G54 on most machines is the default work offset so in the absence of any other work offset commands when a motion is commanded the machine moves to the commanded location using as its reference point the values entered into the G54 work offset table. Internally what the machine is doing is adding the G54 values to the machine coordinates and then adding the coordinates for the commanded location to these.

To use another work offset, not G54, simply command the one wanted; G55, G56, etc. The controller will now use the values in the table for this work offset and will continue to do so until another work offset is commanded, or M30 or RESET.

A motion command including G53 in the block will move to the commanded location using only the machine coordinate system. What G53 tells the controller is 'don't use any work offset values for this move".

G53 is only effective in the block in which it appears and if it is not present in the next block in a program the controller reverts to using whatever is the current work offset.

G92 is a different kettle of fish. It is not really a work offset but a means to change other work offsets. Exactly what it does is (not) obvious from this explanation: "A G92 command effectively shifts all work coordinate systems (G54-59) so that the command position becomes the current position in the active work system".

As Hu suggests don't use it. I read an explanation that G92 was created to make many work offsets available back in the dark ages when memory capacity was limited and the machines read code incised into clay tablets.

Regarding your comment about the G401 file that, I think, is more related to tool offsets than work offsets.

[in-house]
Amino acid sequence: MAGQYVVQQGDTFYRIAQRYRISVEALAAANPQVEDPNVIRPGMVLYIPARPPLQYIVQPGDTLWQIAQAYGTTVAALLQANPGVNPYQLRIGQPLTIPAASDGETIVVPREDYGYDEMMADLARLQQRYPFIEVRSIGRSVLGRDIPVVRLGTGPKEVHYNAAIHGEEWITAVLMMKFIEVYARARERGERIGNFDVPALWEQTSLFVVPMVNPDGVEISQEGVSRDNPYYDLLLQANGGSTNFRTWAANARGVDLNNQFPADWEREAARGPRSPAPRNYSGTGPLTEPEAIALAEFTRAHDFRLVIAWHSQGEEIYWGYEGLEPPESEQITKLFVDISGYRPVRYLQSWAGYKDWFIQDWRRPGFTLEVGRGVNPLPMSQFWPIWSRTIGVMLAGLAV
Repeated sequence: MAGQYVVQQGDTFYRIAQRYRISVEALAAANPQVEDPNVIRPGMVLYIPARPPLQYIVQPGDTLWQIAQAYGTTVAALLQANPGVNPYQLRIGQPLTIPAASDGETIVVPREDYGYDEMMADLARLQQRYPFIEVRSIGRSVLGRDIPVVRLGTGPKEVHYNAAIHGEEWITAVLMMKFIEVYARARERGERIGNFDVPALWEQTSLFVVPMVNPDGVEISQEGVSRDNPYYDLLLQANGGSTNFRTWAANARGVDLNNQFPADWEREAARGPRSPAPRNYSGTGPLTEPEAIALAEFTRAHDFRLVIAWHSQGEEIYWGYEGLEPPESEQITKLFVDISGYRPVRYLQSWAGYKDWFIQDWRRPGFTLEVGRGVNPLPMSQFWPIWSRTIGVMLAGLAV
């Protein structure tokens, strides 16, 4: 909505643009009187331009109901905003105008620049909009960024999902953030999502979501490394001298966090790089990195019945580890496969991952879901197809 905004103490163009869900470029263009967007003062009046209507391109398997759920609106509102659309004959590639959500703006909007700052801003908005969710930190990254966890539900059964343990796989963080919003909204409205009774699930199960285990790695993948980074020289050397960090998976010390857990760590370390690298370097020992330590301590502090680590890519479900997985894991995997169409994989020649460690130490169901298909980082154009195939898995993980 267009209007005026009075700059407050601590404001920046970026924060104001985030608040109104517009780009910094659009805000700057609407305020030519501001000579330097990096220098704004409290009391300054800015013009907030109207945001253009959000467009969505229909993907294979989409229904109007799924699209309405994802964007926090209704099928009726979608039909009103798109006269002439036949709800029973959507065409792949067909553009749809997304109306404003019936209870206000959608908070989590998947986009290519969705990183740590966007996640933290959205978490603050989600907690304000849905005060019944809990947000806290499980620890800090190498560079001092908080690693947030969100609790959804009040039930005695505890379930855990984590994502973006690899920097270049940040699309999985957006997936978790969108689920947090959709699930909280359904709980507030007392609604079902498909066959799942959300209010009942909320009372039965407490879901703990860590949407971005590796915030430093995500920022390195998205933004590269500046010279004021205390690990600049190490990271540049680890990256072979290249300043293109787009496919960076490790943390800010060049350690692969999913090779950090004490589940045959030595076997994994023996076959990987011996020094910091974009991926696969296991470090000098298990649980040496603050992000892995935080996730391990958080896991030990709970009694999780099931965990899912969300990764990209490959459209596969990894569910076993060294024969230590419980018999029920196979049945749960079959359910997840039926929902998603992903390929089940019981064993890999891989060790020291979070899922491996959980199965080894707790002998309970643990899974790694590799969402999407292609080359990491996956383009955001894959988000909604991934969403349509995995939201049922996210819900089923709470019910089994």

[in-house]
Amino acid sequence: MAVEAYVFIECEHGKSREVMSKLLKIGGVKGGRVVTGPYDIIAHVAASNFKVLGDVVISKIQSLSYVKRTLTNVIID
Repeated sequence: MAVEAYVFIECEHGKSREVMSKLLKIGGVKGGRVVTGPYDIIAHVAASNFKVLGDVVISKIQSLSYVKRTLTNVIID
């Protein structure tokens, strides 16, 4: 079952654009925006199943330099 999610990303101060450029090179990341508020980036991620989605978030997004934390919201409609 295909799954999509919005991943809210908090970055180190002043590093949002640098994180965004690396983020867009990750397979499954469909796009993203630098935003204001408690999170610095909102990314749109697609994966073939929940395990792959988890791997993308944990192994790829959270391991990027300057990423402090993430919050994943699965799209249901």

05-28-2006, 10:20 PM
You have a bit of an open ended question.

Yeah, sorry I think I was thinking on a bit of a differen't page earilier, I think im starting to get a grasp on it now, And TMaster thinks offsets are driving him crazy, :)

05-28-2006, 10:36 PM
As for my other question about the G401 file, I am just looking for a way at home to tell my machine to reset itself so that zero is on top of the workpiece(the way my machine is setup is zero is at the top of the z axis when it is homed). Without haveing to jog it out everytime. I would like my home machine to work in the same way as my work machine at work. At work all I have to do is put in the fixture thickness, the part thickness, and put in the tool lenght in the tool directory on the machine. The machine knows how far the distance is from the bottom of the spindle to the top of the vacuum table then computes the information to reset the Z to the top of the work piece. I would just like to find someway to do this at home. Is there a calculation I can do and enter that into the G54 offset. I guess something like distance from bottom of spindle to top of vacuum table minus tool lengh minus fixture thickness minus part thickness(this probably isn't correct, but I just wanted to give an ideal of what im looking for). Would something like that work or is there a more automatic way to do it.

05-29-2006, 09:51 AM
While G92 might be obselete, it does work and work well if you pay attention. A G92 can be cancelled by a G92.1, at least in Mach software, but the G92.1 needs to be at the end of a complete program. If a G92.1 is inserted inside a program disaster is about to take place!


05-29-2006, 09:53 AM
Total Height = fixture height + work height + tool height

In my mind your G54 Z = fixture height + work height

Your tool offset length is always relative to the table. So if the spindle distance from spindle nose to table is 20", then the tool length (measured on a presetter) would be 20" - height of tool. If you can set the height of your presetter so that it is 20" at the bottom of its mast (raise it to 20" height then zero it), then this subtraction operation would not be necessary because it would already be taken care of.

The sign of the value you would enter is undetermined here, but it will be + or - :D